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Children's Health

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Getting to School Safely

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But if your child is ready to walk it alone, here are some more tips:

  • Choose the safest route and walk it with your child a few times.
  • Teach your child to recognize and obey all traffic signals and markings.
  • Make sure your child looks in all directions before crossing the street.
  • Teach your child not to enter the street from between parked cars or from behind bushes or shrubs.
  • Teach your child to cross the street at the corner or crosswalk.
  • Warn your child to be extra alert in bad weather.

Neighborhood safety is another issue, says Kellie Foster, spokesperson for the National Crime Prevention Center in Washington. "It's a good idea for neighbors to get together, to keep an eye out for reach other," Foster tells WebMD. "It's one of the simplest ways to encourage safety. ... A child should know that they can go to any responsible adult -- a police officer, crossing guard, mailman -- if they do not feel safe."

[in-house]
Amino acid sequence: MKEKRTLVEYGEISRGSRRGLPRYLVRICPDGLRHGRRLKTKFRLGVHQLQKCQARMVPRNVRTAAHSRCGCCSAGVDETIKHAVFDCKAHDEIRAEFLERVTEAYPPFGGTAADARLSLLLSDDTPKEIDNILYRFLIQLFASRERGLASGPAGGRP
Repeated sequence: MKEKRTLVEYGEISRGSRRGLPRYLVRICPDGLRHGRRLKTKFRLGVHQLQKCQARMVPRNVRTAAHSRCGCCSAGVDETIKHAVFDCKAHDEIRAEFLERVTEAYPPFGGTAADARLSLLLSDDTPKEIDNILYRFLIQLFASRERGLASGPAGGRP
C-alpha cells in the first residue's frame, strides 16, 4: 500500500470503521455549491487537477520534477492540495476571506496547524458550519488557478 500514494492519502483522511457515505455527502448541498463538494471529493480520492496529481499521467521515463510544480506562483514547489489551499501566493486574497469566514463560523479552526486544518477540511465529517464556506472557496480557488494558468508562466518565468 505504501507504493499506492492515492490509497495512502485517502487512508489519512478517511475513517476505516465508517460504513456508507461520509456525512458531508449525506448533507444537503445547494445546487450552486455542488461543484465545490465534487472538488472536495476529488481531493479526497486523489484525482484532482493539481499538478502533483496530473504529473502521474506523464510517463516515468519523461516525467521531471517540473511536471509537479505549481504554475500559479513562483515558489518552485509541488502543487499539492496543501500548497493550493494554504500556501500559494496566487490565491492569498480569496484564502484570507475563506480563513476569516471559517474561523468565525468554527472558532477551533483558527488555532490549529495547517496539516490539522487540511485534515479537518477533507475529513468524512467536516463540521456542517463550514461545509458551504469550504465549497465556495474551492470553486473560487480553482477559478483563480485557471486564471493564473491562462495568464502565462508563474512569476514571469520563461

Encourage your child to walk to and from the bus stop with a friend. And make sure you and your child know each other's schedule. "That reduces fear and provides peace of mind for both of you," Foster says.

As for kids who ride bikes to school, these are the SAFE KIDS safety tips:

  • Wear bike helmets at all times when bicycling.
  • Follow the rules of the road.
  • Never let your child on the road without direct adult supervision until age 10.
  • Plan a safe cycling route with your child and ride it with them.
  • Do not ride at night.
  • Make sure schools provide cyclists with "safe areas" for bike racks.

But if it's a teenager you're dealing with, chances are the issue of driving to school has raised its head. Dale Wisely, PhD, a psychologist in Birmingham, Ala., has ushered many families through this phase.

He advocates developing a contract with your teen. "It's one way of signaling to teenagers that you take [driving] very seriously," he tells WebMD. "Be willing to say 'we don't care what other kids, other parents do.'"

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